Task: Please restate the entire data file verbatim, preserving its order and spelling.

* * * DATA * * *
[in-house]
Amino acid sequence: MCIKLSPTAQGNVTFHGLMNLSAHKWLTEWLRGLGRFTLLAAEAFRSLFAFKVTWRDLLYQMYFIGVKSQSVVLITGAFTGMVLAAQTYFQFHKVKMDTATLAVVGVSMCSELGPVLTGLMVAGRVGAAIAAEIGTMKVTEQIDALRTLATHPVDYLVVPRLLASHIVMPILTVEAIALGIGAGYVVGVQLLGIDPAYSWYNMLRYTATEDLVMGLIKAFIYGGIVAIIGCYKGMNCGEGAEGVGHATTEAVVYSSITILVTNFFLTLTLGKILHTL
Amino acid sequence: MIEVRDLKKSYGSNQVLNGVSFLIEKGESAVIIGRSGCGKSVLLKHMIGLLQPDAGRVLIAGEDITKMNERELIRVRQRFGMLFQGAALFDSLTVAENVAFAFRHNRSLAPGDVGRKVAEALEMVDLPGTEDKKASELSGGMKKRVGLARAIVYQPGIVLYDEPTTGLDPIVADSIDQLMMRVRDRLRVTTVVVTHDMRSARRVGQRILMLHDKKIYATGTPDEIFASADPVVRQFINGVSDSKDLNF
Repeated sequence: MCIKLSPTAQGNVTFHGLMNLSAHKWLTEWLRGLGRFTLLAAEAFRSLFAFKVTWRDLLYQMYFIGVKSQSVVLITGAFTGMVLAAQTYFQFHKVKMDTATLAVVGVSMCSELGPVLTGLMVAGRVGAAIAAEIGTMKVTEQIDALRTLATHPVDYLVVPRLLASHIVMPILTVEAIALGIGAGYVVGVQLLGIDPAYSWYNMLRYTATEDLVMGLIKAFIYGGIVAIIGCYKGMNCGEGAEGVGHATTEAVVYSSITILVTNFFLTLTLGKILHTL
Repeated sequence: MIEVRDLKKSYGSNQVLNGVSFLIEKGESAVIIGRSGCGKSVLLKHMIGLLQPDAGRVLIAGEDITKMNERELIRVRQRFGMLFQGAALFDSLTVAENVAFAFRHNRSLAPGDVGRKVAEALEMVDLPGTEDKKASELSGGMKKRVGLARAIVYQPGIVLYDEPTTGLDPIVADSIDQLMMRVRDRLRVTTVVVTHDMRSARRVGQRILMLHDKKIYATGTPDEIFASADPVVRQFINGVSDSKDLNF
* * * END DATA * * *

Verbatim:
[in-house]
Amino acid sequence: MCIKLSPTAQGNVTFHGLMNLSAHKWLTEWLRGLGRFTLLAAEAFRSLFAFKVTWRDLLYQMYFIGVKSQSVVLITGAFTGMVLAAQTYFQFHKVKMDTATLAVVGVSMCSELGPVLTGLMVAGRVGAAIAAEIGTMKVTEQIDALRTLATHPVDYLVVPRLLASHIVMPILTVEAIALGIGAGYVVGVQLLGIDPAYSWYNMLRYTATEDLVMGLIKAFIYGGIVAIIGCYKGMNCGEGAEGVGHATTEAVVYSSITILVTNFFLTLTLGKILHTL
Amino acid sequence: MIEVRDLKKSYGSNQVLNGVSFLIEKGESAVIIGRSGCGKSVLLKHMIGLLQPDAGRVLIAGEDITKMNERELIRVRQRFGMLFQGAALFDSLTVAENVAFAFRHNRSLAPGDVGRKVAEALEMVDLPGTEDKKASELSGGMKKRVGLARAIVYQPGIVLYDEPTTGLDPIVADSIDQLMMRVRDRLRVTTVVVTHDMRSARRVGQRILMLHDKKIYATGTPDEIFASADPVVRQFINGVSDSKDLNF
Repeated sequence: MCIKLSPTAQGNVTFHGLMNLSAHKWLTEWLRGLGRFTLLAAEAFRSLFAFKVTWRDLLYQMYFIGVKSQSVVLITGAFTGMVLAAQTYFQFHKVKMDTATLAVVGVSMCSELGPVLTGLMVAGRVGAAIAAEIGTMKVTEQIDALRTLATHPVDYLVVPRLLASHIVMPILTVEAIALGIGAGYVVGVQLLGIDPAYSWYNMLRYTATEDLVMGLIKAFIYGGIVAIIGCYKGMNCGEGAEGVGHATTEAVVYSSITILVTNFFLTLTLGKILHTL
Repeated sequence: MIEVRDLKKSYGSNQVLNGVSFLIEKGESAVIIGRSGCGKSVLLKHMIGLLQPDAGRVLIAGEDITKMNERELIRVRQRFGMLFQGAALFDSLTVAENVAFAFRHNRSLAPGDVGRKVAEALEMVDLPGTEDKKASELSGGMKKRVGLARAIVYQPGIVLYDEPTTGLDPIVADSIDQLMMRVRDRLRVTTVVVTHDMRSARRVGQRILMLHDKKIYATGTPDEIFASADPVVRQFINGVSDSKDLNF